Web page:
During this time Becket was seen by king Henry to be not just as a runaway, a fugitive from his justice, but also as he seemed to be consorting, perhaps plotting, with the king of France, his enemy. From Henry's point of view this made Becket an even worse traitor than due process at Northampton in October 1164 had in his eyes proved him to be.


Other Events

10th September 1167 Empress Matilda, Henry's mother and strategical advisor, died at Rouen.

24th December 1167.  Eleanor (of Aquitaine) gave birth at Oxford to John, Henry II's youngest son

Chronology

Extracted [Selections] from
R. W. Eyton (1878) Court, household, and itinerary of King Henry II pp. 102-
https://archive.org/stream/cu31924083944029#page/n120/mode/1up

A.D. 1166

ca Nov. 1166
K. Henry [at Tours] despatches two distinct missions to the Court of
Rome. One Envoy was John of Oxford himself. The
other embassy was conducted by John Cumin and Master
Ralph de Tamworth. Its specific object is nowhere declared,
but it was strongly antagonistic to Becket and was pro-
bably suggested by Becket's having put himself under the
protection of Louis. The Pope, though he nowhere
censures Becket directly for this step, blamed the Abbot
of Pontigny and the Cistercian Order generally for their
conduct in the matter, and (as will appear in due course)
became much more tolerant of K. Henry's animosity
towards Becket.

Dec 1 1166.
Pope Alexander [at the Lateran], apprises the Anglican Bishops
that he has received their appeal, and will send Legates-a-latere " to hear
and to decide.". 

S. T. C. iv 77 epistola cclxviii
Patres ecclesiae anglicanae J.-H. Parker. 1845. pp. 77–.
 
Dec 15 1166
Cumin and Tamworth, Henry's envoys to Rome, reaching Viterbo,
seize certain letters of Becket from the person of his messenger, and also
a letter of the Archbishop of Bourges. 

S. T. C. vi 253
Saint Thomas (à Becket) (1845). "Epistola CCCCLXVI". Opera. Parker. pp. 251–.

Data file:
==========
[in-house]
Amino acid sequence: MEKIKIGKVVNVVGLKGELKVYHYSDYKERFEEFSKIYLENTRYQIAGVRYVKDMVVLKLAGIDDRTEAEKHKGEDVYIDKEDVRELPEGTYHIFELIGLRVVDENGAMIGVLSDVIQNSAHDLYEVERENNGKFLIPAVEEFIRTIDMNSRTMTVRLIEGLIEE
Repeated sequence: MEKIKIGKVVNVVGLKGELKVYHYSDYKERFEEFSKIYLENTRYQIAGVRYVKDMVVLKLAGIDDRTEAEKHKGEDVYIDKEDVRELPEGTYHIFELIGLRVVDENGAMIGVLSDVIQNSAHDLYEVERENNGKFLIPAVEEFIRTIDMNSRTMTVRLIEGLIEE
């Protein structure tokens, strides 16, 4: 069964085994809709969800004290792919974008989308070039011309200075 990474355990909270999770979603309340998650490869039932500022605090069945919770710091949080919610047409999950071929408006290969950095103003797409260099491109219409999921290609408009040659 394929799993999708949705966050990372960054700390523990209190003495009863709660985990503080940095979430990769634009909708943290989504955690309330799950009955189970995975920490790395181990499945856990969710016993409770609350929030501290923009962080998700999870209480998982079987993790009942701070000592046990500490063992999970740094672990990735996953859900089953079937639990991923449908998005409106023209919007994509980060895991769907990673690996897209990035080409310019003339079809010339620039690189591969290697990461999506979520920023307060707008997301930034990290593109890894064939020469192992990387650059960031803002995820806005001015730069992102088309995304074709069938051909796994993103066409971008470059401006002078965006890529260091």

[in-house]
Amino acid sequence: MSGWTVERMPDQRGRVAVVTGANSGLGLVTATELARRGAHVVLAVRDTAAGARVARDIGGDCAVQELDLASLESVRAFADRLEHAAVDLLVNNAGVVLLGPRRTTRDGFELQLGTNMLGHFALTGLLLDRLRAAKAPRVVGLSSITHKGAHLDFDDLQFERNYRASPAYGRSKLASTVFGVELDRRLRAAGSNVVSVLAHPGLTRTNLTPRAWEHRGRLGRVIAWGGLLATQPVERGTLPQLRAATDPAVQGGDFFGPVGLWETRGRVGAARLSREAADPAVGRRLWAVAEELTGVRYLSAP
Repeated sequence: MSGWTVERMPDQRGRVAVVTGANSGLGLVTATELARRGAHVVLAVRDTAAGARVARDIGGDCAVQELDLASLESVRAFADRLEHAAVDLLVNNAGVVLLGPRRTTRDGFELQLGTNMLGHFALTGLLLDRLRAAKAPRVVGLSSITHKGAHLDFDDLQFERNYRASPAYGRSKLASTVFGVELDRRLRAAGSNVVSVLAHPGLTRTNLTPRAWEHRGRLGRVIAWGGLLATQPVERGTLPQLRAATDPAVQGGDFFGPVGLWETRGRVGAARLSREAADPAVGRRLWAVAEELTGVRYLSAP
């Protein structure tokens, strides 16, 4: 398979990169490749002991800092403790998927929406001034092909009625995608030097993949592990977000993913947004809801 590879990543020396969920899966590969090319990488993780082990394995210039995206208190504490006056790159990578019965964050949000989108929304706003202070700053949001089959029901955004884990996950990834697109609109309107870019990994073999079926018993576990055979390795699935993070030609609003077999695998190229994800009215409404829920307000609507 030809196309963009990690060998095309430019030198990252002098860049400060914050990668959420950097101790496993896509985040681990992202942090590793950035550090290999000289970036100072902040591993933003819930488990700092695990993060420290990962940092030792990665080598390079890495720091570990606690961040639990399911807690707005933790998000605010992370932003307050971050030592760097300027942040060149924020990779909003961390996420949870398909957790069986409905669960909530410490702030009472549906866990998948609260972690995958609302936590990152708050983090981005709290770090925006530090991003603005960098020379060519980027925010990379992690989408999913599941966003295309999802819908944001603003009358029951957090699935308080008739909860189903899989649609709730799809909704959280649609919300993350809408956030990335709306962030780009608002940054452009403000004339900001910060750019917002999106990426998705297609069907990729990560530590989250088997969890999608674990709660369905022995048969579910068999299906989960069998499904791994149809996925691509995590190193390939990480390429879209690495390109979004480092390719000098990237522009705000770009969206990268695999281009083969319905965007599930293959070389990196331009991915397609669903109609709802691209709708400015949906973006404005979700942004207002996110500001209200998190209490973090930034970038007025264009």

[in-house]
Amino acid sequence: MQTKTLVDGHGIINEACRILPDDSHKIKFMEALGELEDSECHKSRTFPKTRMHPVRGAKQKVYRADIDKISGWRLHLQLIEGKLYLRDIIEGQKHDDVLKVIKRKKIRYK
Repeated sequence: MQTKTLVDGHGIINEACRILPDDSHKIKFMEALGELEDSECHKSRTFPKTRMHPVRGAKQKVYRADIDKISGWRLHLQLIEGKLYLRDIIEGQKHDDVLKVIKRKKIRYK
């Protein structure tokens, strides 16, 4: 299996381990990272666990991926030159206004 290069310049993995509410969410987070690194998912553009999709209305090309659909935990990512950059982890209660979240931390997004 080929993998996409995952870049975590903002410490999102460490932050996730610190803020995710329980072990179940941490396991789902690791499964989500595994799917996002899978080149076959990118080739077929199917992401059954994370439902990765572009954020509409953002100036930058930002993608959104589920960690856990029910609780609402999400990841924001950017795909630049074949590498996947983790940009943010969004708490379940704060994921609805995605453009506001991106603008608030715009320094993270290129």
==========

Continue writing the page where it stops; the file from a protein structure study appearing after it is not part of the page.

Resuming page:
About this time the Pope absolved John of Oxford in person. The
latter is said to have gained that end by abjuring "the customs", and
by promising to procure peace between Henry and Becket.

S. T. C. vi 252 Epistola GF CCCCLXVI
Saint Thomas (à Becket) (1845). "Epistola CCCCLXVI". Opera. Parker. pp. 251–.

Dec 30 1166
Pope Alexander, at Lateran, writes to K. Henry. The Pope has con-
ferred with the King's messengers, John Cummin and Master Ralph de
Tamworth. The Pope will attend to Henry's wishes ; he will send Legates-
a-latere to adjudicate between the King and the Archbishop of Canter-
bury, and between the latter and the Anglican Bishops in the matter of
their appeal to Rome. The Legates, being ordered to set out before
Christmas, will be able to do so in January. They will absolve. The
Pope entrusts confidentially to Henry a power of quashing future sen-
tences of Becket. The Pope has written to Becket, forbidding further
molestation of Henry.
S. T. C. iv 136 Epistola CCCIX

Patres ecclesiae anglicanae J.-H. Parker. 1845. pp. 136–.
 
Cumin, while at Rome, got sight of Becket's letters relative to his
sentences of excommunication, and his threats against K. Henry.
S. T. C. vi 253

Saint Thomas (à Becket) (1845). "Epistola CCCCLXVI". Opera. Parker. pp. 251–.

King Henry had other business with the Papal Courts
relative to a dispensation to be obtained in regard to the
projected marriage of his son Geoffrey and Constance of
Bretagne. This business seems to have been successfully
negotiated with Alexander by John of Oxford.